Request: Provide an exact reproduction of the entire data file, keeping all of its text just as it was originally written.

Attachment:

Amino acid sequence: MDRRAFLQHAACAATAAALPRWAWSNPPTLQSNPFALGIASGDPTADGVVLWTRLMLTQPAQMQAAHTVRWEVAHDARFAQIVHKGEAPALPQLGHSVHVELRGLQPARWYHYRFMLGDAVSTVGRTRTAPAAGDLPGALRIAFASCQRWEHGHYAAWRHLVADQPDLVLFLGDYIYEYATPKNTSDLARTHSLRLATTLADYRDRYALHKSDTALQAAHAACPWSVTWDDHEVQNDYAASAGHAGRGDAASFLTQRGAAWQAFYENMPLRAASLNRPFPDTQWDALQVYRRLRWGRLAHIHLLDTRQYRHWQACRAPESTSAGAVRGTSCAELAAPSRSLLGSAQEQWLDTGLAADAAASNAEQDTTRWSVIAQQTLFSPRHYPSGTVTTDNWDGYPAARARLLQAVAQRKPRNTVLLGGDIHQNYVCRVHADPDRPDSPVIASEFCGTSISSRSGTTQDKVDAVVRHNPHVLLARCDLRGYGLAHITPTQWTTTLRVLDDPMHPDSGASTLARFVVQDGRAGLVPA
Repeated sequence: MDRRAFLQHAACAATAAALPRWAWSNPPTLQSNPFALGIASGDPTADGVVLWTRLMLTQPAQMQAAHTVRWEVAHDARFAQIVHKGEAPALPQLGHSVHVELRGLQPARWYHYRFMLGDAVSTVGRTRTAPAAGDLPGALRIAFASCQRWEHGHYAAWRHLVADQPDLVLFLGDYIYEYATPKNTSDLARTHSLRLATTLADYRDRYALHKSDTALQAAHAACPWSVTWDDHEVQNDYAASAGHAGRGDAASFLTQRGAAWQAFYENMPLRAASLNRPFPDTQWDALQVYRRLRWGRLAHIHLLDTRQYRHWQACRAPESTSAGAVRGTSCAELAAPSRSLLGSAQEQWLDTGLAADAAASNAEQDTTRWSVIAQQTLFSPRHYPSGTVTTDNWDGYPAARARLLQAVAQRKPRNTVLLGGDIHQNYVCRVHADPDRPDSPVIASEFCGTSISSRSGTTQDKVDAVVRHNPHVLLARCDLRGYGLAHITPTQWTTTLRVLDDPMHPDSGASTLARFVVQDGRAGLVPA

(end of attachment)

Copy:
Amino acid sequence: MDRRAFLQHAACAATAAALPRWAWSNPPTLQSNPFALGIASGDPTADGVVLWTRLMLTQPAQMQAAHTVRWEVAHDARFAQIVHKGEAPALPQLGHSVHVELRGLQPARWYHYRFMLGDAVSTVGRTRTAPAAGDLPGALRIAFASCQRWEHGHYAAWRHLVADQPDLVLFLGDYIYEYATPKNTSDLARTHSLRLATTLADYRDRYALHKSDTALQAAHAACPWSVTWDDHEVQNDYAASAGHAGRGDAASFLTQRGAAWQAFYENMPLRAASLNRPFPDTQWDALQVYRRLRWGRLAHIHLLDTRQYRHWQACRAPESTSAGAVRGTSCAELAAPSRSLLGSAQEQWLDTGLAADAAASNAEQDTTRWSVIAQQTLFSPRHYPSGTVTTDNWDGYPAARARLLQAVAQRKPRNTVLLGGDIHQNYVCRVHADPDRPDSPVIASEFCGTSISSRSGTTQDKVDAVVRHNPHVLLARCDLRGYGLAHITPTQWTTTLRVLDDPMHPDSGASTLARFVVQDGRAGLVPA
Repeated sequence: MDRRAFLQHAACAATAAALPRWAWSNPPTLQSNPFALGIASGDPTADGVVLWTRLMLTQPAQMQAAHTVRWEVAHDARFAQIVHKGEAPALPQLGHSVHVELRGLQPARWYHYRFMLGDAVSTVGRTRTAPAAGDLPGALRIAFASCQRWEHGHYAAWRHLVADQPDLVLFLGDYIYEYATPKNTSDLARTHSLRLATTLADYRDRYALHKSDTALQAAHAACPWSVTWDDHEVQNDYAASAGHAGRGDAASFLTQRGAAWQAFYENMPLRAASLNRPFPDTQWDALQVYRRLRWGRLAHIHLLDTRQYRHWQACRAPESTSAGAVRGTSCAELAAPSRSLLGSAQEQWLDTGLAADAAASNAEQDTTRWSVIAQQTLFSPRHYPSGTVTTDNWDGYPAARARLLQAVAQRKPRNTVLLGGDIHQNYVCRVHADPDRPDSPVIASEFCGTSISSRSGTTQDKVDAVVRHNPHVLLARCDLRGYGLAHITPTQWTTTLRVLDDPMHPDSGASTLARFVVQDGRAGLVPA